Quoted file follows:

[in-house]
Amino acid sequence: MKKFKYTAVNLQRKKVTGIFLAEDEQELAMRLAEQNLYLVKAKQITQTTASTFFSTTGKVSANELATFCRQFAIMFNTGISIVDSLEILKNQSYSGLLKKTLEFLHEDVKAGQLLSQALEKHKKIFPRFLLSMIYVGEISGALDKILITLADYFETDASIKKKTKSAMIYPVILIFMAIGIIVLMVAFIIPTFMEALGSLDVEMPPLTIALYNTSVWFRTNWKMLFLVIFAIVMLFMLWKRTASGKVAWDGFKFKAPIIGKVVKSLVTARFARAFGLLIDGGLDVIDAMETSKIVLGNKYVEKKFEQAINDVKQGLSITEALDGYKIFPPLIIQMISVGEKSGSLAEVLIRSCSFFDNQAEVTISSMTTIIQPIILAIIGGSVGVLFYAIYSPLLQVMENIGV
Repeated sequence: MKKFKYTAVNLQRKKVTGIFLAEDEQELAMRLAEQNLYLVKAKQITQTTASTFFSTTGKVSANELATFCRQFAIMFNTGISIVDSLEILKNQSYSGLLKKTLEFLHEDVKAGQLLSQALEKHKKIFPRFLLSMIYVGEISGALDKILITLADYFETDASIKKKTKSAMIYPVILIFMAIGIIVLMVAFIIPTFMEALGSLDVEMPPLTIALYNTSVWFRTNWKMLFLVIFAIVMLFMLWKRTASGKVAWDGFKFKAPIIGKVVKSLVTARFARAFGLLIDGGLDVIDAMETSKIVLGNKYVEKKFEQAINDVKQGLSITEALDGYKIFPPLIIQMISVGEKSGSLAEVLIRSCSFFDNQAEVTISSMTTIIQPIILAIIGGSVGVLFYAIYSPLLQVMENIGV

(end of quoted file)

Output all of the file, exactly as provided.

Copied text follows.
[in-house]
Amino acid sequence: MKKFKYTAVNLQRKKVTGIFLAEDEQELAMRLAEQNLYLVKAKQITQTTASTFFSTTGKVSANELATFCRQFAIMFNTGISIVDSLEILKNQSYSGLLKKTLEFLHEDVKAGQLLSQALEKHKKIFPRFLLSMIYVGEISGALDKILITLADYFETDASIKKKTKSAMIYPVILIFMAIGIIVLMVAFIIPTFMEALGSLDVEMPPLTIALYNTSVWFRTNWKMLFLVIFAIVMLFMLWKRTASGKVAWDGFKFKAPIIGKVVKSLVTARFARAFGLLIDGGLDVIDAMETSKIVLGNKYVEKKFEQAINDVKQGLSITEALDGYKIFPPLIIQMISVGEKSGSLAEVLIRSCSFFDNQAEVTISSMTTIIQPIILAIIGGSVGVLFYAIYSPLLQVMENIGV
Repeated sequence: MKKFKYTAVNLQRKKVTGIFLAEDEQELAMRLAEQNLYLVKAKQITQTTASTFFSTTGKVSANELATFCRQFAIMFNTGISIVDSLEILKNQSYSGLLKKTLEFLHEDVKAGQLLSQALEKHKKIFPRFLLSMIYVGEISGALDKILITLADYFETDASIKKKTKSAMIYPVILIFMAIGIIVLMVAFIIPTFMEALGSLDVEMPPLTIALYNTSVWFRTNWKMLFLVIFAIVMLFMLWKRTASGKVAWDGFKFKAPIIGKVVKSLVTARFARAFGLLIDGGLDVIDAMETSKIVLGNKYVEKKFEQAINDVKQGLSITEALDGYKIFPPLIIQMISVGEKSGSLAEVLIRSCSFFDNQAEVTISSMTTIIQPIILAIIGGSVGVLFYAIYSPLLQVMENIGV